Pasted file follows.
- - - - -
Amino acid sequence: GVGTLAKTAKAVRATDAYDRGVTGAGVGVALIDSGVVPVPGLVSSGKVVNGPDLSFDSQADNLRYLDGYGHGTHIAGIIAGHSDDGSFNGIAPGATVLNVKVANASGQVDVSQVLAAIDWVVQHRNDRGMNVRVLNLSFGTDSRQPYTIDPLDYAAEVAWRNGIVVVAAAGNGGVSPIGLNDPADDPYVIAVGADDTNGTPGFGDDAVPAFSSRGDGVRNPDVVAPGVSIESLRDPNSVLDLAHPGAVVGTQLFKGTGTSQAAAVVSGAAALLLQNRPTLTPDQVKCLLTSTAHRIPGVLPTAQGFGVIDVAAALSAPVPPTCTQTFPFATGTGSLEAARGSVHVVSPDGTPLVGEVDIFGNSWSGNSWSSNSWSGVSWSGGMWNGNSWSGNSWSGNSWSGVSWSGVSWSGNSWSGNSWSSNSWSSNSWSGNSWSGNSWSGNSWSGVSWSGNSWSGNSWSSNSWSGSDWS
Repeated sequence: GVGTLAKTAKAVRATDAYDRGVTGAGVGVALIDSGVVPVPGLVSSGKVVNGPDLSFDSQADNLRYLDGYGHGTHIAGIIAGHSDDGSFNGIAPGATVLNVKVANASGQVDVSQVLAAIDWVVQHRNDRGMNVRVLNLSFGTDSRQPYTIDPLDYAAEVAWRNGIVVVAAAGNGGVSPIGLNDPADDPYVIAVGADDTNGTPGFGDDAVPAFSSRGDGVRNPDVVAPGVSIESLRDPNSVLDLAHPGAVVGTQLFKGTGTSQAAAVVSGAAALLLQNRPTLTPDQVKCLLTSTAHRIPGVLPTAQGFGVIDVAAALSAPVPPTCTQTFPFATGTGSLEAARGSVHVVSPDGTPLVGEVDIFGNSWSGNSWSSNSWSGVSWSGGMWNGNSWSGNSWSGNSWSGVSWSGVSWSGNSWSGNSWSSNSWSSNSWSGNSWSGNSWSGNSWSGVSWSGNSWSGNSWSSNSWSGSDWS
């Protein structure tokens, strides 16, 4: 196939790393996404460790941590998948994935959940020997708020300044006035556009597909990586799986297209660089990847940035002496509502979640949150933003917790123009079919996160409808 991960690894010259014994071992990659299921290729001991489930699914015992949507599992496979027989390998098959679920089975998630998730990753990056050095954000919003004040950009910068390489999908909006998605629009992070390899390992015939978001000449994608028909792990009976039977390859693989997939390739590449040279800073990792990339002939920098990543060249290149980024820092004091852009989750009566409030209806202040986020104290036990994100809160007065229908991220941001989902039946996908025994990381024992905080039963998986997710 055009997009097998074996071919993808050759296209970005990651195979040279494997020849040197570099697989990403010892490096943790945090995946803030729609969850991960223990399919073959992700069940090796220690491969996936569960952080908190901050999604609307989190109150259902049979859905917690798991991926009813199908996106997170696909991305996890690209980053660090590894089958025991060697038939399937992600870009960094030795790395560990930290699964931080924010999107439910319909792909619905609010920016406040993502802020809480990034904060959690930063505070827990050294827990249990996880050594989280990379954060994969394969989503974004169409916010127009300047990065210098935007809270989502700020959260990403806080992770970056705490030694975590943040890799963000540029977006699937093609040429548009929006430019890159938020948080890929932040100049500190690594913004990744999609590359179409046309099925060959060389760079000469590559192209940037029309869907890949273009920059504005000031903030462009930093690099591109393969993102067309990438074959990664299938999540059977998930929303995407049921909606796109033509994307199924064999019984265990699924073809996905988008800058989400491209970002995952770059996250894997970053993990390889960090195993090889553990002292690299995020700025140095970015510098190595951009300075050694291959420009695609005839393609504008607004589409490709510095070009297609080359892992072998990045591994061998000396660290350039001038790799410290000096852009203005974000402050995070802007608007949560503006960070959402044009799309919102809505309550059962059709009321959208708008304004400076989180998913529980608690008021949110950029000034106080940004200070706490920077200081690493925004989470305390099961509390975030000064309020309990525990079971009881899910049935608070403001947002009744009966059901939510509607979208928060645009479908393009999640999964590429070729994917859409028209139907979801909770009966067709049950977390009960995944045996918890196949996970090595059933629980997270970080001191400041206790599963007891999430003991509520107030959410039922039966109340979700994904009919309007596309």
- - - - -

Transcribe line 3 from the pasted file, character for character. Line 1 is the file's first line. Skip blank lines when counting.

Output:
């Protein structure tokens, strides 16, 4: 196939790393996404460790941590998948994935959940020997708020300044006035556009597909990586799986297209660089990847940035002496509502979640949150933003917790123009079919996160409808 991960690894010259014994071992990659299921290729001991489930699914015992949507599992496979027989390998098959679920089975998630998730990753990056050095954000919003004040950009910068390489999908909006998605629009992070390899390992015939978001000449994608028909792990009976039977390859693989997939390739590449040279800073990792990339002939920098990543060249290149980024820092004091852009989750009566409030209806202040986020104290036990994100809160007065229908991220941001989902039946996908025994990381024992905080039963998986997710 055009997009097998074996071919993808050759296209970005990651195979040279494997020849040197570099697989990403010892490096943790945090995946803030729609969850991960223990399919073959992700069940090796220690491969996936569960952080908190901050999604609307989190109150259902049979859905917690798991991926009813199908996106997170696909991305996890690209980053660090590894089958025991060697038939399937992600870009960094030795790395560990930290699964931080924010999107439910319909792909619905609010920016406040993502802020809480990034904060959690930063505070827990050294827990249990996880050594989280990379954060994969394969989503974004169409916010127009300047990065210098935007809270989502700020959260990403806080992770970056705490030694975590943040890799963000540029977006699937093609040429548009929006430019890159938020948080890929932040100049500190690594913004990744999609590359179409046309099925060959060389760079000469590559192209940037029309869907890949273009920059504005000031903030462009930093690099591109393969993102067309990438074959990664299938999540059977998930929303995407049921909606796109033509994307199924064999019984265990699924073809996905988008800058989400491209970002995952770059996250894997970053993990390889960090195993090889553990002292690299995020700025140095970015510098190595951009300075050694291959420009695609005839393609504008607004589409490709510095070009297609080359892992072998990045591994061998000396660290350039001038790799410290000096852009203005974000402050995070802007608007949560503006960070959402044009799309919102809505309550059962059709009321959208708008304004400076989180998913529980608690008021949110950029000034106080940004200070706490920077200081690493925004989470305390099961509390975030000064309020309990525990079971009881899910049935608070403001947002009744009966059901939510509607979208928060645009479908393009999640999964590429070729994917859409028209139907979801909770009966067709049950977390009960995944045996918890196949996970090595059933629980997270970080001191400041206790599963007891999430003991509520107030959410039922039966109340979700994904009919309007596309």